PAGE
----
Section 16 Compliance is Not Recommended (Hint … It’s Actually Required)

Corporate Attorney Carl BarnesBy: Carl F. Barnes 

On September 10, 2014, the Securities and Exchange Commission issued a press release announcing a major enforcement initiative, disclosing charges against 28 officers, directors or major shareholders of publicly traded companies for violating federal securities laws requiring them to promptly report information about their holdings and transactions in company stock. Six publicly traded companies were also charged for contributing to filing failures by insiders or failing to report their insiders’ filing delinquencies. One of the individuals named in the release is fighting the charges. The other 27, and all six of the companies, settled, agreeing to pay penalties totaling $2.6 million.

Section 16 the Securities Exchange Act of 1934 requires directors and certain officers of publicly traded companies, and holders of more than 10% of any class of equity securities issued by publicly traded companies, to file reports on Form 4 disclosing changes in their beneficial ownership of the companies’ securities within two business days after the change. Since its adoption in 1991, Item 405 of Regulation S-K has required public companies to examine these filings and to disclose any late filings in in their annual proxy statements and Form 10-K.

The failure to adhere to the strict Section 16 deadlines has frequently been seen as a “foot fault,” but the SEC clearly thinks otherwise. As Andrew J. Ceresney, Director of the SEC’s Division of Enforcement, said in the press release announcing the charges, “Officers, directors, major shareholders, and issuers should all take note: inadvertence is no defense to filing violations, and we will vigorously police these sorts of violations….”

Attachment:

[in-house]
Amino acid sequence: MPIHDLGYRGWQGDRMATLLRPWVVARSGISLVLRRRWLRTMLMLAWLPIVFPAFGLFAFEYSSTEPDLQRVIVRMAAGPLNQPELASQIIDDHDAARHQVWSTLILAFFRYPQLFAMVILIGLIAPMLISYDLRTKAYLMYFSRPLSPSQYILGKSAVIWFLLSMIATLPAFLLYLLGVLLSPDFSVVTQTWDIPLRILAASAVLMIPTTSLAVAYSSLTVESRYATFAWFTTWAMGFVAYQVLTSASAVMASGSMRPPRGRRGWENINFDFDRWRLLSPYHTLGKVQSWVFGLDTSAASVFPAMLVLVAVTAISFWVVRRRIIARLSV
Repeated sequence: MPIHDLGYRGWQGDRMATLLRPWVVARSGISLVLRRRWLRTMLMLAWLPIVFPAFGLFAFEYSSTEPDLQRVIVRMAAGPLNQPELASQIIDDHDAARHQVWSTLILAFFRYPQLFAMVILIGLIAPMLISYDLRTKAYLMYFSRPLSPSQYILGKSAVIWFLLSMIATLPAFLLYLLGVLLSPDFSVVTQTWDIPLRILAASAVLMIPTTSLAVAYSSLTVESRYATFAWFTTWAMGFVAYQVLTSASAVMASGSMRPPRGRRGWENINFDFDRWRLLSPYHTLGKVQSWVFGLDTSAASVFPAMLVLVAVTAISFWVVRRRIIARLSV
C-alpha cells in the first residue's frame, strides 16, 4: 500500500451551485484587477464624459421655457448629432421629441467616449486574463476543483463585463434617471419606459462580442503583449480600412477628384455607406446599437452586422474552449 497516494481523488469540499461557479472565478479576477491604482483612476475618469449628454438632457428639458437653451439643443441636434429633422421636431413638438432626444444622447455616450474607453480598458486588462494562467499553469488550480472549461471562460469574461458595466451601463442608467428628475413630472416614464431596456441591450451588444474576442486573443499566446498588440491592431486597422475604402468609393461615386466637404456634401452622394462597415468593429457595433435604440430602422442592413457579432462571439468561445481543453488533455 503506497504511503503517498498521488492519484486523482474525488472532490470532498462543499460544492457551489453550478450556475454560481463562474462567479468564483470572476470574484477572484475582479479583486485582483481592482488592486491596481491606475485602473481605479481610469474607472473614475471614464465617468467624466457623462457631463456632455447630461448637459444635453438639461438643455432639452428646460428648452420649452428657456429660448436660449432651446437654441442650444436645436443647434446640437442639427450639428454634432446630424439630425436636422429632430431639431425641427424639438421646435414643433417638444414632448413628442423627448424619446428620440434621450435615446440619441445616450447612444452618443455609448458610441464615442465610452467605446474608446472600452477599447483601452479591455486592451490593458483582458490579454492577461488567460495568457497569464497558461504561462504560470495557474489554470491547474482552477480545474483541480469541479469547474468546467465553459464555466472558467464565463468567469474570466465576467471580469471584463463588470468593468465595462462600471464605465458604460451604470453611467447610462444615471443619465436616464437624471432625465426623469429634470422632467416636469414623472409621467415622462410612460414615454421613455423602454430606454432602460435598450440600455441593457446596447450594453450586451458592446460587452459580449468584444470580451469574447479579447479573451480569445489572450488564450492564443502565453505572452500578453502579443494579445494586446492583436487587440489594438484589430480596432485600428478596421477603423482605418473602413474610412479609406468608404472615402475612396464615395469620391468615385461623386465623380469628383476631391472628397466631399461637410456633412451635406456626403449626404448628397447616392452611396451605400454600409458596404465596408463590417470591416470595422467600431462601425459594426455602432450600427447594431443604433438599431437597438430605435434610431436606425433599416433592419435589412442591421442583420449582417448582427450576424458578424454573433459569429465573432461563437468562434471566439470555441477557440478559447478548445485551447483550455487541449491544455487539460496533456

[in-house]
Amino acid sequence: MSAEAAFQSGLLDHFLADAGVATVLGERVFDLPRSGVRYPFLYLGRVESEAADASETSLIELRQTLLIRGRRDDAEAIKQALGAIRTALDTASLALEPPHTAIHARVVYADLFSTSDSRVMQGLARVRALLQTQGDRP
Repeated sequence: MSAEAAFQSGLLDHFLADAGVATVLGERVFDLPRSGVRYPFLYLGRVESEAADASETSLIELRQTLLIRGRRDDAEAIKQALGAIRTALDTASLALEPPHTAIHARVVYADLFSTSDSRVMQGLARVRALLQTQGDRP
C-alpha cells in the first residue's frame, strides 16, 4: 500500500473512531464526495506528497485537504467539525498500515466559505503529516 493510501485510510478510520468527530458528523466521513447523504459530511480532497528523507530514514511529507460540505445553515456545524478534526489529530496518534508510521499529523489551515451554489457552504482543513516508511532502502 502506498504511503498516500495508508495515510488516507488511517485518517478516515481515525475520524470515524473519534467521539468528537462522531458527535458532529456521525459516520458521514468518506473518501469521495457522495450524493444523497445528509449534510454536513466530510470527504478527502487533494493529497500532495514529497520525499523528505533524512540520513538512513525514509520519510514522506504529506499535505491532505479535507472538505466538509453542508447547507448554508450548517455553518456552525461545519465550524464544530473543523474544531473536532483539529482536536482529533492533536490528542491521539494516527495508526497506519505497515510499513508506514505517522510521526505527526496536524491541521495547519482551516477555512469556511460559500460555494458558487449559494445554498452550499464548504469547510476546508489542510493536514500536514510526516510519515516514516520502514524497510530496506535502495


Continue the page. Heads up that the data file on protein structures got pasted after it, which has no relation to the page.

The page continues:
Compliance with Section 16(a) is not the issuer’s responsibility: although companies frequently assist their insiders, it is the individual officer, director or shareholder who bears the legal responsibility. Companies, however, risk liability for failing to police and report violations as well as for failing to follow through with any assistance that they do offer.

What now? For most companies and insiders, just keep on doing what you’re doing. For others, though:

• Make sure that all Section 16 insiders grant several key officers, such as the president, the CFO and/or the general counsel, powers of attorney so that they are each authorized to sign and file the required reports on behalf of the insiders.

• Insist on prior notification of securities transactions by Section 16 insiders with those same key officers, so that they can ensure that the appropriate filings are prepared and made on a timely basis. Try to give them advance warning of option grants and other changes in beneficial ownership over which the company has control.

• Periodically confirm that the electronic filing codes each insider must have are up to date so that expired codes do not delay a filing while new codes are activated.

• Insist that insiders provide the Item 405 written representation each year that no Form 5 is required to be filed.

• And finally, don’t panic. Aim for perfection but remember that truly small numbers of filings that are late by a day or two are unlikely to attract enforcement scrutiny. At the same time, however, understand that the SEC is serious, and it is using advanced quantitative techniques to identify individuals and companies with especially high rates of filing deficiencies. And recognize that it’s not just about potentially embarrassing disclosures in your 10-K; it’s about cease and desist orders and serious monetary penalties for violating the securities laws.


For more on this topic, please contact Carl F. Barnes

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